Shooting at the 1932 Summer Olympics – Men's 25 metre rapid fire pistol

The men's ISSF 25 meter rapid fire pistol was a shooting sports event held as part of the Shooting at the 1932 Summer Olympics programme. It was the sixth appearance of the event. The competition was held on August 12, 1932. 18 shooters from 7 nations competed.[1] Nations were limited to three shooters each.[2] The event was won by Renzo Morigi of Italy, with Heinrich Hax of Germany taking silver and another Italian, Domenico Matteucci, earning bronze. They were the first medals in the event for both nations.

Men's 25 metre rapid fire pistol
at the Games of the X Olympiad
North Broadway entrance to Elysian Park, ca.1900 (CHS-163).jpg
Elysian Park entrance (1900)
VenueElysian Park, Los Angeles, California
DateAugust 12
Competitors18 from 7 nations
Winning time42
Medalists
1st place, gold medalist(s) Renzo Morigi
 Italy
2nd place, silver medalist(s) Heinrich Hax
 Germany
3rd place, bronze medalist(s) Domenico Matteucci
 Italy
← 1924
1936 →

BackgroundEdit

This was the sixth appearance of what would become standardised as the men's ISSF 25 meter rapid fire pistol event, the only event on the 2020 programme that traces back to 1896. The event has been held at every Summer Olympics except 1904 and 1928 (when no shooting events were held) and 1908; it was open to women from 1968 to 1980.[3] The first five events were quite different, with some level of consistency finally beginning with the 1932 event—which, though it had differences from the 1924 competition, was roughly similar.[4]

Spain made its debut in the event. The United States made its fourth appearance in the event, most of any nation.

Competition formatEdit

As in 1924, the first round consisted of 18 shots in 3 series of 6 shots each. For each series, there were six separate standing silhouette targets that appeared for 8 seconds (down from 10 in 1924); the score for the string was how many targets were hit (there were no scoring rings). Maximum score was thus 18, 1 per shot.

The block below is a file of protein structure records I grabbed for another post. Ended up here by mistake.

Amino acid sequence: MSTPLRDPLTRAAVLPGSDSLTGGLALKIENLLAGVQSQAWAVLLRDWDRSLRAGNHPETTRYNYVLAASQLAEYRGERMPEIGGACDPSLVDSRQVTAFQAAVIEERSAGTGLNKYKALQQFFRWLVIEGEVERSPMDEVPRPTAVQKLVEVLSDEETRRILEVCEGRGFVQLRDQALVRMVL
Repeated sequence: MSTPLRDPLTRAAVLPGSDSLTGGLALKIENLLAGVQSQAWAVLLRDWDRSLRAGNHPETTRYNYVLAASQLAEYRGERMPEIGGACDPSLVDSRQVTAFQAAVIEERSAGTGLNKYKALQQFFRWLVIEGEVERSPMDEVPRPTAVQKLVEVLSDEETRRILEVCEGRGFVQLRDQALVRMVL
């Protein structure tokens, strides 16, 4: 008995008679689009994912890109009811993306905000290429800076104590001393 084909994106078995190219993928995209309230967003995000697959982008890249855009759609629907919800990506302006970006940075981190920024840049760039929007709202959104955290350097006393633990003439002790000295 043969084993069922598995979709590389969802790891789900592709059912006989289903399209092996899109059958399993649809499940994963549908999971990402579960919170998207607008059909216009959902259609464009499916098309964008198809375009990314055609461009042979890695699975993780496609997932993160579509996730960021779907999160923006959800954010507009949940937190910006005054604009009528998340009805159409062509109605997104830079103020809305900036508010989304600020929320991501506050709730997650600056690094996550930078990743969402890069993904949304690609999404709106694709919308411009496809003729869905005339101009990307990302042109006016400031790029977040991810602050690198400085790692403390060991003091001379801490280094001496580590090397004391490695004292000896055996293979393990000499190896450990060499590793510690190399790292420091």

The next four rounds were similar to the 1924 tie-breakers, with each round consisting of a single series of 6 shots. However, unlike in 1924 when the time limit was static at 8 seconds per series for the tie-breakers, the time kept shortening: 6 seconds for the second round, 4 for the third, 3 for the fourth, and 2 for the fifth. Shooters needed to achieve a perfect score in each round to advance to the next.

Ties within a round were not broken.[4][5]

ScheduleEdit

Date Time Round
Friday, 12 August 1932 9:00 Final

ResultsEdit

After the first round all competitors were eliminated which were not able to hit all 18 targets; six men were thus eliminated. Only one competitor was eliminated after the second round, because he was not able to achieve all six hits. Five marksmen were eliminated after round three and three were eliminated after the fourth round.

Renzo Morigi won the contest without missing any target.

Rank Shooter Nation Round 1 Round 2 Round 3 Round 4 Round 5 Total
  Renzo Morigi   Italy 18 6 6 6 6 42
  Heinrich Hax   Germany 18 6 6 6 4 40
  Domenico Matteucci   Italy 18 6 6 6 3 39
4 Walter Boninsegni   Italy 18 6 6 5 35
José González   Spain 18 6 6 5 35
Arturo Villanueva   Mexico 18 6 6 5 29
7 José Maria Ferreira   Portugal 18 6 5 29
Arnulfo Hernández   Mexico 18 6 5 29
Rafael Afonso de Sousa   Portugal 18 6 5 29
Luther Roberts   United States 18 6 5 29
Gustavo Salinas   Mexico 18 6 5 28
12 Thomas Carr   United States 18 5 23
13 Manuel Corrales   Spain 17 17
Luis Calvet   Spain 17 17
Eugenio do Amaral   Brazil 17 17
16 Ernest Tippin   United States 16 16
17 Bráz Magaldi   Brazil 15 15
Antônio da Silveira   Brazil 15 15

ReferencesEdit

  1. ^ "Shooting at the 1932 Los Angeles Summer Games: Men's Rapid-Fire Pistol, 25 metres". Sports Reference. Archived from the original on April 18, 2020. Retrieved January 4, 2015.
  2. ^ Official Report, p. 729.
  3. ^ "Muzzle-Loading Pistol, 25 metres, Men". Olympedia. Retrieved December 11, 2020.
  4. ^ a b "Rapid-Fire Pistol, 25 metres, Men". Olympedia. Retrieved December 11, 2020.
  5. ^ Official Report, p. 727.

External linksEdit